Business groups struggle to find their way

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Business groups struggle to find their way

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FKI Chairman Huh Chang-soo addresses the 53rd general meeting of the federation yesterday at its conference center in Yeouido, western Seoul.[NEWSIS]

Local business groups - particularly the Federation of Korean Industries (FKI) - are trying to return to their glory days when they were acknowledged by the public as being major contributors to economic growth.

Their efforts, however, are not paying off.

In its general meeting yesterday, the FKI, the country’s largest business lobby, was expected to discuss the addition of conglomerate chairmen as members, but the issue was not placed on the table.

Industry sources note that the federation group has been struggling to find new chairmen to fill seats that are expected to be vacated soon.

Earlier this week, Doosan Group Chairman Park Yong-maan expressed his intention to step down from the group of chairmen at the FKI, while Kang Duck-soo, the former chairman of cash-strapped STX Group, will no longer be an active member.

“We’re not putting off our plan [to add more chairmen as members],” said an official from the FKI. “It’s just that we’re trying to take more time and proceed slowly.”

The official said that the business group will work to expand the number of chairmen belonging to the FKI to enhance the group’s status.

Unlike in the past, local business groups are struggling to find a solid foothold in the country.

In Korea, there are five major business advocacy groups - the FKI, the Korea Chamber of Commerce and Industry (KCCI), the Korea Federation of Small and Medium Business (KBIZ), the Korea International Trade Association (KITA) and the Korea Employers Federation (KEF).

But the contributions they have made over the past 50 years in boosting Korea’s economic growth are hardly remembered by the public.

Instead, they are often seen as conservative groups that are only concerned about the interests of their members and conglomerates.

According to a 2005 report by the East Asia Institute, the FKI ranked as the ninth most-influential organization in Korea. Last year, however, its ranking fell to 15th, lower than that of individual conglomerates like Samsung and Hyundai Motor.

The FKI also ranked 13th in terms of public trust, which is lower than each of the political parties.

Today, there are rising concerns over the role of the FKI and its influence. Major conglomerate chiefs who are members of the FKI have been less than faithful in attending meetings since last year.

And it’s not just the FKI.

The Korea Employers’ Federation is struggling to find its next chairman after current chief Lee Hee-beom last month expressed his intention to resign. Lee’s term ends next Thursday, but the federation has still not found a successor.

Industry insiders note that the chairman seat will remain vacant for a while.

“There are many issues piled up for us, including those related to ordinary wages and reducing working hours, but possible candidates who have been recommended to take on the chairman role are refusing,” said an official from the Korea Employers’ Federation.

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Industry sources say one of the reasons business groups have lost vitality is because there are currently many conglomerates in which owners have inevitably left seats due to embezzlement scandals.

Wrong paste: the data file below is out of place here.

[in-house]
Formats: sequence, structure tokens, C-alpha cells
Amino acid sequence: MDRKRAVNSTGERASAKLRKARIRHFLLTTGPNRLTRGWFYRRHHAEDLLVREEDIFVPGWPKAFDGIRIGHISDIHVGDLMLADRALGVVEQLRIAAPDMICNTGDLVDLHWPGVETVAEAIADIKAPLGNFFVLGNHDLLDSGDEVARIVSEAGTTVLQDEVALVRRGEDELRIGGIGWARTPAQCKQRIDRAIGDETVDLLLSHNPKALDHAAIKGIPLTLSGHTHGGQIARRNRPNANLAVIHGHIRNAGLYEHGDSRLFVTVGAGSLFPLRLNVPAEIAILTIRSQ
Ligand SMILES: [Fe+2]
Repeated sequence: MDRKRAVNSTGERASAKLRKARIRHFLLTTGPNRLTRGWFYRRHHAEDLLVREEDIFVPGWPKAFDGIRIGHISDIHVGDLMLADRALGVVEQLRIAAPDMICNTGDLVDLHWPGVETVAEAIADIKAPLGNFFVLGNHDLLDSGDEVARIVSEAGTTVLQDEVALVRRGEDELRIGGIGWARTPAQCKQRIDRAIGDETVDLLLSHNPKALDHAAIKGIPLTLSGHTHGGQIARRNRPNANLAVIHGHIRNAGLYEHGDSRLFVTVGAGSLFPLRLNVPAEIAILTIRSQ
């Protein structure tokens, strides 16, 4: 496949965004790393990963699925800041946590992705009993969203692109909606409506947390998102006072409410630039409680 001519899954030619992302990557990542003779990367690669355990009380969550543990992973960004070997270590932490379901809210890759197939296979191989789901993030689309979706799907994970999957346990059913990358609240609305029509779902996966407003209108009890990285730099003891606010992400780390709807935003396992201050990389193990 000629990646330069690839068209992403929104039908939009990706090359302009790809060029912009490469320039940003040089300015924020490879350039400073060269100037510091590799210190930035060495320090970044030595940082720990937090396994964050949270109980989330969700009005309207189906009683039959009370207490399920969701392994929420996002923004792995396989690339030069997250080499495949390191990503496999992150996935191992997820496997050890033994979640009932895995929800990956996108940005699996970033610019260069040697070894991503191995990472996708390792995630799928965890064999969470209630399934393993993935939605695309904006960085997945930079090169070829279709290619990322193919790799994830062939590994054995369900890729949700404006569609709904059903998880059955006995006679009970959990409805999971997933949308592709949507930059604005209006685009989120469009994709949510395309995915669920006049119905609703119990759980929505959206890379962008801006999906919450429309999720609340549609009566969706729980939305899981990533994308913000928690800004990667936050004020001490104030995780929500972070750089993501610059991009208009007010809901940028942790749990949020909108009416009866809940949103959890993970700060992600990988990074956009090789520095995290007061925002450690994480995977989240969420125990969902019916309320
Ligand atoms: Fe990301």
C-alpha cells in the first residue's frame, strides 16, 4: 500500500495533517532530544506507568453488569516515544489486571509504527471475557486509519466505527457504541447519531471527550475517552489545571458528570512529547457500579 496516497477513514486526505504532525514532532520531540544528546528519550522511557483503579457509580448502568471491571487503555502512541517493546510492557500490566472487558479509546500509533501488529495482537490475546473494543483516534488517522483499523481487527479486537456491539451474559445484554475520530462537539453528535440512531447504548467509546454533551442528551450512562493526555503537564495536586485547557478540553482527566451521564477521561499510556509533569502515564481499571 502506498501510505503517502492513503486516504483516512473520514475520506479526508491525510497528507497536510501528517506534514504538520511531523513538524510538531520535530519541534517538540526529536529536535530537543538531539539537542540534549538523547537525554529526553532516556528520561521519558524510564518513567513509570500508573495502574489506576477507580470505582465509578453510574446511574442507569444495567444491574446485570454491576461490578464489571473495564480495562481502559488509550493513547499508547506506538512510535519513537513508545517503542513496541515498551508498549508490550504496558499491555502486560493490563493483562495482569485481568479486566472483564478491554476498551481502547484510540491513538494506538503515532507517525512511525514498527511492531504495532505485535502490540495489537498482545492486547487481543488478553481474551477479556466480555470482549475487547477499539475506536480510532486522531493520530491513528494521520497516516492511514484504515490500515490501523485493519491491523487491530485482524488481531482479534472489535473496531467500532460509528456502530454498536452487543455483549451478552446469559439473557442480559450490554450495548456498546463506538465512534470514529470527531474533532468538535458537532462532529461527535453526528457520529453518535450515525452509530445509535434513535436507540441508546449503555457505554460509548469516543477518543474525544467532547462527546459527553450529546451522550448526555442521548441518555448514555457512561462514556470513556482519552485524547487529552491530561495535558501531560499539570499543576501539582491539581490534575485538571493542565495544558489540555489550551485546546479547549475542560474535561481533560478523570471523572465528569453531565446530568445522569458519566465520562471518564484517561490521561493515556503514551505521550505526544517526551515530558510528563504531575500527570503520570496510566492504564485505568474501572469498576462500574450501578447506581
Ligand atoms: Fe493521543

The FKI has been searching for chairmen to join as new members, but sources say the plan was put off as there were no figures showing interest in joining the group.

Making matters worse, Park Yong-maan on Wednesday made the remark that he would “like to be excluded from the FKI chairmen group,” because he wants to focus on the chairman position he holds at the Korea Chamber of Commerce and Industry.

“Large companies over the past decades have been paying huge membership fees [to the FKI],” said an executive from a large company. “Despite that, what has the business group done when companies were under attack by the public and politicians?”

The business group has undertaken efforts to expand membership to IT and midsize companies as part of its reform plan, but major portal companies Naver and Daum declined the offer to become members.

“We were hesitant as to whether or not we should join the FKI considering the current status and reputation the group has,” said an official from a company that received the offer.

An executive at a midsize company also said, “The FKI accepted SM Entertainment and YG Entertainment as members, but there seems to be really no reform in its organization or people. It should rather express clearly that it is willing to contribute to social development.”

Meanwhile, sources also note that business groups are not keeping up with the changing times.

While there are many new business sectors being created with companies becoming more specialized in their respective fields, the groups are not abreast of the rapid changes that are happening in the business world.

“In the past, business lobby groups were able to speak out on issues with a united voice, but now they tend to have different voices and too often seem to be in conflict with each other,” said an official from a regional chamber.

“Business groups should go back to square one and make serious efforts to revive the economy, which is their foremost goal,” said Kim Tae-yoon, a public administration professor at Hanyang University.

Suh Yoon-seok, a professor at Ewha Womans University, also noted, “Like the Brookings Institution in the United States, the FKI should become a group that is a leader in society.”

BY KIM YOUNG-HOON, KIM HYUN-YE [angie@joongang.co.kr]

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